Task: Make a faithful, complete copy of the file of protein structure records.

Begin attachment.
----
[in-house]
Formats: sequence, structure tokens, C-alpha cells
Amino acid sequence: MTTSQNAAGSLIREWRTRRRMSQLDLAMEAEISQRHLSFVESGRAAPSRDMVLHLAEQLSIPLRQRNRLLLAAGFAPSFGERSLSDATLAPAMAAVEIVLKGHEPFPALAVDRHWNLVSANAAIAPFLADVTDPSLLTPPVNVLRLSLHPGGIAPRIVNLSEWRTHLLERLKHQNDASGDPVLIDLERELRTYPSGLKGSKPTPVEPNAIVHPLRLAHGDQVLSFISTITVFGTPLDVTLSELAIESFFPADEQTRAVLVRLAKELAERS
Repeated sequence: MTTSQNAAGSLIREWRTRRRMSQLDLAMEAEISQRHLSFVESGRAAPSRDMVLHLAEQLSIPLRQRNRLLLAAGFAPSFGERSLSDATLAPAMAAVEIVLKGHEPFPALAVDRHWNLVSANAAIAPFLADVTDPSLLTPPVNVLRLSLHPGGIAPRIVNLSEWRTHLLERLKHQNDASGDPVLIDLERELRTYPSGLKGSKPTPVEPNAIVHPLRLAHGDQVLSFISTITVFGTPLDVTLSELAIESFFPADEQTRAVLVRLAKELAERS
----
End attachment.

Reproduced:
[in-house]
Formats: sequence, structure tokens, C-alpha cells
Amino acid sequence: MTTSQNAAGSLIREWRTRRRMSQLDLAMEAEISQRHLSFVESGRAAPSRDMVLHLAEQLSIPLRQRNRLLLAAGFAPSFGERSLSDATLAPAMAAVEIVLKGHEPFPALAVDRHWNLVSANAAIAPFLADVTDPSLLTPPVNVLRLSLHPGGIAPRIVNLSEWRTHLLERLKHQNDASGDPVLIDLERELRTYPSGLKGSKPTPVEPNAIVHPLRLAHGDQVLSFISTITVFGTPLDVTLSELAIESFFPADEQTRAVLVRLAKELAERS
Repeated sequence: MTTSQNAAGSLIREWRTRRRMSQLDLAMEAEISQRHLSFVESGRAAPSRDMVLHLAEQLSIPLRQRNRLLLAAGFAPSFGERSLSDATLAPAMAAVEIVLKGHEPFPALAVDRHWNLVSANAAIAPFLADVTDPSLLTPPVNVLRLSLHPGGIAPRIVNLSEWRTHLLERLKHQNDASGDPVLIDLERELRTYPSGLKGSKPTPVEPNAIVHPLRLAHGDQVLSFISTITVFGTPLDVTLSELAIESFFPADEQTRAVLVRLAKELAERS